RMR: What Is Resting Metabolic Rate?

Use a Resting Metabolic Rate Calculator or Compute Your Own

Verywell / Bailey Mariner

Have you ever wondered how dietitians estimate how many calories their clients should eat in a day? While the science is far from exact, several useful calculations can help determine how many calories you should eat for weight loss, gain, or maintenance.

Part of the calculation determines your resting metabolic rate (RMR), which is how many calories your body burns while at rest. You can calculate your RMR to see how many calories your body needs to perform basic functions like breathing and circulation. The amount of activity you do also determines how many calories you may need each day. Read on to learn some tips and tricks for estimating your energy needs.

What Is Metabolism and Metabolic Rate?

Metabolism refers to all of the reactions that occur within each cell of the body and provide the body with energy. Metabolism is how our cells change the food we eat into energy for our daily functioning—from breathing to circulation to chewing to walking.

Each food you consume contains nutrients, such as protein, vitamins, and minerals. Your body absorbs the nutrients and converts them into units of heat—or calories. The energy—the calories—that are provided by the food are either used right away or stored for your body to use later. Extra calories are usually stored as fat.

Metabolic rate measures the energy we use in a given time period. It can be affected by age, diet, sex, race, disease, and activity level.

What Is Resting Metabolic Rate?

Resting Metabolic Rate is the number of calories that your body burns while at rest.

Metabolic rates vary from person to person, and there are several factors that can be measured:

  • Basal metabolic rate (BMR): The amount of energy that is used when you're lying still and awake. It is the minimum metabolic rate needed to keep your lungs, heart, brain, and circulation working.
  • Resting metabolic rate (RMR): RMR is similar to BMR but can include some low-effort tasks, such as going to the bathroom.

The Difference Between BMR and RMR

BMR is measured when fully at rest, while RMR can have a small bit of movement.

If it's being measured clinically in a lab, BMR is assessed first in the morning. It is done when a patient is at rest after an overnight fast and has had no exercise for the previous 24 hours. RMR is measured after at least 15 minutes of rest with few other restrictions and does not need to be measured before getting out of bed.

If you are not measuring BMR or RMR in a lab setting and are using a simple calculation instead, the time of day doesn't matter. Studies show that RMR may be a better indicator of daily energy needs than BMR. Once you measure your RMR, the answer will give you the approximate number of calories your body burns daily while at rest.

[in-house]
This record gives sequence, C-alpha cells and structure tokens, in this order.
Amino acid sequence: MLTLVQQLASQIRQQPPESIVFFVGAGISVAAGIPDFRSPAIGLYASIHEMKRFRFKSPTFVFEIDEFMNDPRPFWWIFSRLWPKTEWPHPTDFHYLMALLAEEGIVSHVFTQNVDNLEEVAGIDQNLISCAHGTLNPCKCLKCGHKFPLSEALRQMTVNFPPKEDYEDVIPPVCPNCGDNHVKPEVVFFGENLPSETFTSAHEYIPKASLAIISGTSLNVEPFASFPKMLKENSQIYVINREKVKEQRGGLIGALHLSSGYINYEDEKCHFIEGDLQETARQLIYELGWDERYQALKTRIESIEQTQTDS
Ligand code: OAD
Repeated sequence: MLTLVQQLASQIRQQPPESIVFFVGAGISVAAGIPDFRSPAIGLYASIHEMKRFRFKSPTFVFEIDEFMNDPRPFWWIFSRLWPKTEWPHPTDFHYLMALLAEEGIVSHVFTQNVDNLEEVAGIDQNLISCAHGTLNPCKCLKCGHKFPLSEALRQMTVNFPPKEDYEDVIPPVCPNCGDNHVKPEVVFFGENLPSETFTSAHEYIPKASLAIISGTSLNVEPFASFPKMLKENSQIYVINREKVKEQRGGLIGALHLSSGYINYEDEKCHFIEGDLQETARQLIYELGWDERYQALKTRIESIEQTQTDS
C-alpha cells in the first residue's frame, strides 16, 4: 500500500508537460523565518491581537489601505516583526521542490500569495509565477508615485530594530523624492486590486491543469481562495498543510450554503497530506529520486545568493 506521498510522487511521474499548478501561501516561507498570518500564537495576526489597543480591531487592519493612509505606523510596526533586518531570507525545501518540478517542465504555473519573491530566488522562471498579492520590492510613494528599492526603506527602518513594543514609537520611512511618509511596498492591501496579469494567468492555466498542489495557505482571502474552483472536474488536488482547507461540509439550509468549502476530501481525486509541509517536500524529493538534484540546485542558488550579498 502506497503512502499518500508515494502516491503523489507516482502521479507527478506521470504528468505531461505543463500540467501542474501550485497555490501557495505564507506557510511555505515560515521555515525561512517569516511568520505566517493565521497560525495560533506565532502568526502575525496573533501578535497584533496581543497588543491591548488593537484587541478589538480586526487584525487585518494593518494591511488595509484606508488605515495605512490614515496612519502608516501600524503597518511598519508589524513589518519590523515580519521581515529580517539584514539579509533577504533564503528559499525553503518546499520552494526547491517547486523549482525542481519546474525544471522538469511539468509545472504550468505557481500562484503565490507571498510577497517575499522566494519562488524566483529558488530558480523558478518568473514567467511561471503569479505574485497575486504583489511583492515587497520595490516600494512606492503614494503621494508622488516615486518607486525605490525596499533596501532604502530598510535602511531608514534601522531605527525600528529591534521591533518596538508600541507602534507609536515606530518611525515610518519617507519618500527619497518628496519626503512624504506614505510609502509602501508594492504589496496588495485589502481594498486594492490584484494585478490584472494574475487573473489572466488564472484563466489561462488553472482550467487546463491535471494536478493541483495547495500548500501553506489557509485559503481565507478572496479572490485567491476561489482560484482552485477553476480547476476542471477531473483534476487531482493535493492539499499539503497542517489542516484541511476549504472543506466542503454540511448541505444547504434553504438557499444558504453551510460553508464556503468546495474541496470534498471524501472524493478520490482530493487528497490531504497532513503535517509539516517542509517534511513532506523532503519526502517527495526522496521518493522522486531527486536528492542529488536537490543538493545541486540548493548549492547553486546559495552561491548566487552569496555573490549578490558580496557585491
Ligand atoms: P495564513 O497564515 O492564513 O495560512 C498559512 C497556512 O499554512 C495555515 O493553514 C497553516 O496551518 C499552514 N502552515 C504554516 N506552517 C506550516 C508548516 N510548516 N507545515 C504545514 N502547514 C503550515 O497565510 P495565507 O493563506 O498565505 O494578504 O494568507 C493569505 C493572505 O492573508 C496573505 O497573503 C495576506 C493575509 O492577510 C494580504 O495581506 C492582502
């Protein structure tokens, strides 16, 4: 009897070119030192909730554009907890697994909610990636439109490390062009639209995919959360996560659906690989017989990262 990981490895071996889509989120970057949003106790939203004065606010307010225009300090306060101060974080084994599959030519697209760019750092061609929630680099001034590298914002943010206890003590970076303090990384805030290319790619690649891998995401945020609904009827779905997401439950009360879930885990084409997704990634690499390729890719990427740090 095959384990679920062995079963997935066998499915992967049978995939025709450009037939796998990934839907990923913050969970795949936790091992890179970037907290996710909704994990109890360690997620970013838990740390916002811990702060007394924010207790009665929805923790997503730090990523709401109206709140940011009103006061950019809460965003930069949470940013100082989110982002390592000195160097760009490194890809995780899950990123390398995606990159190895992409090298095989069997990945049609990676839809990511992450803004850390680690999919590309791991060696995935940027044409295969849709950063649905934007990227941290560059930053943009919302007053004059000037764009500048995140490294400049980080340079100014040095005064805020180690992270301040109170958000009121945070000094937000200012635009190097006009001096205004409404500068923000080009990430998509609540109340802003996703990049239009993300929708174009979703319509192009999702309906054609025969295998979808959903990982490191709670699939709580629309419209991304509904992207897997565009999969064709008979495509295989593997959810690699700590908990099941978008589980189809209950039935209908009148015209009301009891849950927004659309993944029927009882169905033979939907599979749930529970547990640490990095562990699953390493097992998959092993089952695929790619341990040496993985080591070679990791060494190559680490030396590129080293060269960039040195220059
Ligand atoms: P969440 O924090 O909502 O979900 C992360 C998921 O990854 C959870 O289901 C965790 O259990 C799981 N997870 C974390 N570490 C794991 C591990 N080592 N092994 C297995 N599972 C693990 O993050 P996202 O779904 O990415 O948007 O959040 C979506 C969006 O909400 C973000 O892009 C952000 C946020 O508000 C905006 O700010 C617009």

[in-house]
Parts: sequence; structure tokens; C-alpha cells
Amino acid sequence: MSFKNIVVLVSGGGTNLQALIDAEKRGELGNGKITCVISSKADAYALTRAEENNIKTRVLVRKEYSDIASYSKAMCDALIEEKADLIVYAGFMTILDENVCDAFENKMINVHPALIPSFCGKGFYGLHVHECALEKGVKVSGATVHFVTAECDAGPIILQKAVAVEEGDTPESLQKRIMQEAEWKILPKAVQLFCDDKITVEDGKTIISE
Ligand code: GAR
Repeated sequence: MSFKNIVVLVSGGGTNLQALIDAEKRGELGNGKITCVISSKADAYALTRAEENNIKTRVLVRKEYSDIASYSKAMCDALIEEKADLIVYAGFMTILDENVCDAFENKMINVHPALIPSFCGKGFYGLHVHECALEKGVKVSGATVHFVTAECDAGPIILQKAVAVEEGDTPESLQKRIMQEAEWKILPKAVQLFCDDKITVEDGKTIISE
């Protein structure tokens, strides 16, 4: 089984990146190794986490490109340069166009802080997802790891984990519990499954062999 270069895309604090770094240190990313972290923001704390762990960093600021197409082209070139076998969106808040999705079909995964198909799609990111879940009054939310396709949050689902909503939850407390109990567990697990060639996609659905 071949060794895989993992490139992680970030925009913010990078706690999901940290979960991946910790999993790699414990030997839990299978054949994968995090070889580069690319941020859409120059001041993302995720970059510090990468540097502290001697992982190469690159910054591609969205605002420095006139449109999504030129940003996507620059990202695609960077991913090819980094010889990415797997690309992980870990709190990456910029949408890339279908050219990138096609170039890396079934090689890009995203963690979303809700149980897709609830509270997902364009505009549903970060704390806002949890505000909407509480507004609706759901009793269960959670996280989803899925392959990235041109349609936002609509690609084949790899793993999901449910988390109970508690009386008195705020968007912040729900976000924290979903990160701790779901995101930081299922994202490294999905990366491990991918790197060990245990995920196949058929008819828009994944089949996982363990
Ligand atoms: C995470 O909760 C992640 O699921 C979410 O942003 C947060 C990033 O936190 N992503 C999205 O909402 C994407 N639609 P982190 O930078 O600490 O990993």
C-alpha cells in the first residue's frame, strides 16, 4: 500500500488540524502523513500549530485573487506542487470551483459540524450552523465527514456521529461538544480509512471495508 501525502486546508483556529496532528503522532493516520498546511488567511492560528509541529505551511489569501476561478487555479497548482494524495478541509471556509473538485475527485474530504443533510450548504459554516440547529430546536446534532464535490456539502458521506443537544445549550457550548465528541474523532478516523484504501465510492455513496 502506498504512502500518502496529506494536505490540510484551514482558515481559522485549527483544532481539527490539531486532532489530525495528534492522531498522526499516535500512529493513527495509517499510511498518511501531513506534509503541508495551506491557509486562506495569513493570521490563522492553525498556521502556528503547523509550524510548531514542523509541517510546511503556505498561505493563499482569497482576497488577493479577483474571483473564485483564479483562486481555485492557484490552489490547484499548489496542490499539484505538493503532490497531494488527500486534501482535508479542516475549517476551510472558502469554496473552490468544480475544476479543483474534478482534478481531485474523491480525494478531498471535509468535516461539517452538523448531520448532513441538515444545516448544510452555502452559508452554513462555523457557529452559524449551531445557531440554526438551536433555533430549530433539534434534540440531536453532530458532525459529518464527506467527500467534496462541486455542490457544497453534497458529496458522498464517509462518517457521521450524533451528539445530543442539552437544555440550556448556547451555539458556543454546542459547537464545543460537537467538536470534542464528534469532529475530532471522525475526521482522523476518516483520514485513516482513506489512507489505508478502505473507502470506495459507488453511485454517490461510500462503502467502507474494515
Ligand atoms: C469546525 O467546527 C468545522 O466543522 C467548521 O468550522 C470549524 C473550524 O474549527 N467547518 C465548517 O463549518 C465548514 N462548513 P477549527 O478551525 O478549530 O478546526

How to Calculate RMR

There are many ways to calculate RMR and BMR. The simplest is by plugging numbers into a calculation that takes your height, weight, age, and gender into account, but the accuracy of this method is questionable.

A lab-based test called indirect calorimetry is the most reliable method to measure RMR, but this method is expensive and time-consuming.

Using an Equation to Calculate Your Own BMR

If you enjoy math, you can also calculate BMR on your own. The 100-year-old Harris-Benedict Equation is still used to help estimate BMR.

Harris-Benedict Equation for BMR:

  • Men:  BMR = 88.362 + (13.397 x weight in kg) + (4.799 x height in cm) - (5.677 x age in years)
  • Women: BMR = 447.593 + (9.247 x weight in kg) + (3.098 x height in cm) - (4.330 x age in years)

You can also use this equation online at Cornell University.

Just how accurate is the Harris-Benedict equation? It's said to have an accuracy of no more than 70 percent, which means it can lead to major errors in estimating your true calorie needs. Of the equations that exist for measuring metabolic rate, the Harris-Benedict is still the best choice (no equation is more accurate than 70 percent).

RMR Calculators

You can use an online calculator to measure your RMR as long as you know your height and weight. You can use these links to find an online RMR calculator:

Calculate RMR in a Lab

Some medical facilities offer indirect calorimetry to provide you with a metabolic rate that's more reliable than using a calculation. The test is non-invasive and usually takes about an hour.